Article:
There isn’t a speed limit: Line up customers before you ship


After seeing a fantastic pitch from a startup I asked a simple question. “How many users do you have”? They replied with “We haven’t launched yet”. I reworded my question slightly and asked “How many customers have you talked to?” and they replied with the same line: “We haven’t launched yet.”

This startup was following a broken formula. It’s horribly inefficient and causes companies to fight a needless uphill battle building relationships with customers. The formula is done sequentially and it looks something like this:

1. Build a product.
2. Ship.
3. First contact with customers.
4. Convince customers to sign up.

Why the model is broken

The broken model I just described takes you a step away from your customer. By building your company in this way you’re essentially saying that you know the customer better than they know themself. If you’re not talking with your customers, how are you going to know the best way to position your product?

This is a better model

1. Build relationships with customers.
2. Build a product and convince customers to sign up
3. Ship.

Before you write a line of code, you should have a clear understanding of who your client is. It’s much better to build relationships asynchronously as you’re building your product. These early relationships are instrumental to your success. By talking to your customers early in development, you’re creating a fantastic feedback loop that you can easily leverage and bounce ideas off of.

There isn’t a speed limit, you can (and should) work asynchronously.

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  • ViralVinny

    Good reminder! Thanks TSF

  • It is very surprising to hear about startups that are fundraising and have not heard of the Lean Startup methodology despite all the publicity it has been getting in the media.

    •  I would also add, in addition to Lean Startup methodology, Customer Development by Steven Blank and Business Model Generation by Alexander Osterwalder, both of which feed into the Lean Startup methodology.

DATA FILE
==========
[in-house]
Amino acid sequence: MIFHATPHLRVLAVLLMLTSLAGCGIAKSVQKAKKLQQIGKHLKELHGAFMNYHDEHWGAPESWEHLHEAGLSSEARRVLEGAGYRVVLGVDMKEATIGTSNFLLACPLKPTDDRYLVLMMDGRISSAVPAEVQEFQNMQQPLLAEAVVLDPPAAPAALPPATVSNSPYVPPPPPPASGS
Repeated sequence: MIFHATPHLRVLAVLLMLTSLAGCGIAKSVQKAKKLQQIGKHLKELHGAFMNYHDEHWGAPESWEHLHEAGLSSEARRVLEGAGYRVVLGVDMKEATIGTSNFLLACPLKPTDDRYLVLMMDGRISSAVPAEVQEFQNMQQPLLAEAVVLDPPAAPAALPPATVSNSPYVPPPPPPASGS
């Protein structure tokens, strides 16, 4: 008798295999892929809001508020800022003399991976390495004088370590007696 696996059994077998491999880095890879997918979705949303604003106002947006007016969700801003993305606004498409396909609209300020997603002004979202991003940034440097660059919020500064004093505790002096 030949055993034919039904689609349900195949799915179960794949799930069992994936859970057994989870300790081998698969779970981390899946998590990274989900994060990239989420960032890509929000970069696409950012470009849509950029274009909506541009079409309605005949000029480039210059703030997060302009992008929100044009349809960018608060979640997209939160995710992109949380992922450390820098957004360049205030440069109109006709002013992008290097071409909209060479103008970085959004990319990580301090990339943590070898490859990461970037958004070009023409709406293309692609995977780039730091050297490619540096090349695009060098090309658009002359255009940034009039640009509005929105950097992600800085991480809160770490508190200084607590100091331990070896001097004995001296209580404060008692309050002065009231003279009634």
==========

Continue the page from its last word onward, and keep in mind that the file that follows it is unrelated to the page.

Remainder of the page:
• Customer development and business model canvas are integral parts of Lean Startup. They can be implemented on their own, but there is no way to go Lean and not use them.

        There are also several derivatives to the biz-model canvas to fit particular stages of company lifespan.

      • John

        Business Model Generation by Alexander Osterwalder, i have that in my To Buy list, think i will order it this week, has good reviews on amazon i see. 🙂

  •  This

    • This is why it’s good to build a company in an industry where you have lots of contacts or experience.  It’s much easier to call friends and get a lot of feedback before writing your first line of code and then get them on board as alpha/beta clients.

  • Anonymous

     Can’t agree more with the sequence. 😉

    • Anonymous

      Yeah, a lot of organizations currently do things backwards. If a startup has a business guy, they should be developing relationships with potential customers before the product is ready to go because there’s few things worse than putting blood, sweat, and tears into something and hearing nothing but crickets.  Really sharp business guys know that there are a ton of tricks you can use to get some traction even before you have a viable product to sell: contact some customers directly and build up some hype on Facebook via http://facebook.popularfans.com and other services that help you increase your fan count. Business guys that sit around acting like they’re doing something when they’re really not setting the groundwork for success really are useless.

  • 1. Build relationships with customers.
    2. Build a product and convince customers to sign up.
    3. Ship.
    4. Profit!

    (Sorry, couldn’t resist… 😉